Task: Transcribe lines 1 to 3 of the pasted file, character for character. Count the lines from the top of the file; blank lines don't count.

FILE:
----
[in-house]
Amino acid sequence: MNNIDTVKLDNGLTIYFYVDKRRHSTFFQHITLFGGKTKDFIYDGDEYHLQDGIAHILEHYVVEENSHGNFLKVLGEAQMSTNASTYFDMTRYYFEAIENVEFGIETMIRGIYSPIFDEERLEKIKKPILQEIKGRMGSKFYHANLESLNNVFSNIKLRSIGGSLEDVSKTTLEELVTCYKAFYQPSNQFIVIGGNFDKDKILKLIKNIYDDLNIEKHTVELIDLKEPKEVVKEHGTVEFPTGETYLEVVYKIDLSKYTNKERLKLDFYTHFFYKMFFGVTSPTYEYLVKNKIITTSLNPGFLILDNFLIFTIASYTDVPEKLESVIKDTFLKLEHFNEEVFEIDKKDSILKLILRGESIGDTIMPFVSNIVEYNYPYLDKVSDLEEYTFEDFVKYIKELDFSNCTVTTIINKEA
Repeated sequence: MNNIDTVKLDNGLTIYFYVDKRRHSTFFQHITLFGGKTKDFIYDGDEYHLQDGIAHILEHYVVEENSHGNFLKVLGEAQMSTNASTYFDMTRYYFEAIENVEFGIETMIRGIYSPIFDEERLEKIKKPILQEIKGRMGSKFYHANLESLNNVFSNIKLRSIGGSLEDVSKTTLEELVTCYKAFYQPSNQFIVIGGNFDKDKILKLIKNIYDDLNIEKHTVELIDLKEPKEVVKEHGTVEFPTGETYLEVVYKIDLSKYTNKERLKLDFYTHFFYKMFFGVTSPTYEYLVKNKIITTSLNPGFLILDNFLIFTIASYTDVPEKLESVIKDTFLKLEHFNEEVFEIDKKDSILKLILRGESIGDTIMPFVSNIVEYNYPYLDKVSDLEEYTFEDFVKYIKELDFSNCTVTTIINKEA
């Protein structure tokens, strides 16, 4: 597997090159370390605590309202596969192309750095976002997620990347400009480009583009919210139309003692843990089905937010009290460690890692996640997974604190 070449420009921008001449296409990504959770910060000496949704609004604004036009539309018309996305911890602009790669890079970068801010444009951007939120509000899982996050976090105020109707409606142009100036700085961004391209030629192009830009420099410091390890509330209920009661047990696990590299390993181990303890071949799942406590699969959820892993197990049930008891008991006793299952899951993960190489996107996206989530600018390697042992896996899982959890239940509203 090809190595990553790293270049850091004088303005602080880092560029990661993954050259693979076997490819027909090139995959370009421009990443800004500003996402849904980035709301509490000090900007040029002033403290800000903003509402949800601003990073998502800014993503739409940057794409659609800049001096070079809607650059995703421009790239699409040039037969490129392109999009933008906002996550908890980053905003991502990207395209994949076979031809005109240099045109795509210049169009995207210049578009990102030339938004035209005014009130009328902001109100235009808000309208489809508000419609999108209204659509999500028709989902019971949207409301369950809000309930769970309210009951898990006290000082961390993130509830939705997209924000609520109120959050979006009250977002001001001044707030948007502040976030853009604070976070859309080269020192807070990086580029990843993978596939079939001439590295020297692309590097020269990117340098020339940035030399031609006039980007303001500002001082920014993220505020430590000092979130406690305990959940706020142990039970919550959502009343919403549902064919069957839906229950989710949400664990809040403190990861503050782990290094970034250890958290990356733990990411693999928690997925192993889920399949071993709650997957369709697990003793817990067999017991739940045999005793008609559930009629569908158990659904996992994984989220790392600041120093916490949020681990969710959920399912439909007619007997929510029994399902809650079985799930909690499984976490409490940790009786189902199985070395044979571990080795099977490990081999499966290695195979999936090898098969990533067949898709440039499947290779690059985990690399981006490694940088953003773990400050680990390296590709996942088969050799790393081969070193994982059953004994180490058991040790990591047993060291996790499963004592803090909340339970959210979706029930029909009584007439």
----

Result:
[in-house]
Amino acid sequence: MNNIDTVKLDNGLTIYFYVDKRRHSTFFQHITLFGGKTKDFIYDGDEYHLQDGIAHILEHYVVEENSHGNFLKVLGEAQMSTNASTYFDMTRYYFEAIENVEFGIETMIRGIYSPIFDEERLEKIKKPILQEIKGRMGSKFYHANLESLNNVFSNIKLRSIGGSLEDVSKTTLEELVTCYKAFYQPSNQFIVIGGNFDKDKILKLIKNIYDDLNIEKHTVELIDLKEPKEVVKEHGTVEFPTGETYLEVVYKIDLSKYTNKERLKLDFYTHFFYKMFFGVTSPTYEYLVKNKIITTSLNPGFLILDNFLIFTIASYTDVPEKLESVIKDTFLKLEHFNEEVFEIDKKDSILKLILRGESIGDTIMPFVSNIVEYNYPYLDKVSDLEEYTFEDFVKYIKELDFSNCTVTTIINKEA
Repeated sequence: MNNIDTVKLDNGLTIYFYVDKRRHSTFFQHITLFGGKTKDFIYDGDEYHLQDGIAHILEHYVVEENSHGNFLKVLGEAQMSTNASTYFDMTRYYFEAIENVEFGIETMIRGIYSPIFDEERLEKIKKPILQEIKGRMGSKFYHANLESLNNVFSNIKLRSIGGSLEDVSKTTLEELVTCYKAFYQPSNQFIVIGGNFDKDKILKLIKNIYDDLNIEKHTVELIDLKEPKEVVKEHGTVEFPTGETYLEVVYKIDLSKYTNKERLKLDFYTHFFYKMFFGVTSPTYEYLVKNKIITTSLNPGFLILDNFLIFTIASYTDVPEKLESVIKDTFLKLEHFNEEVFEIDKKDSILKLILRGESIGDTIMPFVSNIVEYNYPYLDKVSDLEEYTFEDFVKYIKELDFSNCTVTTIINKEA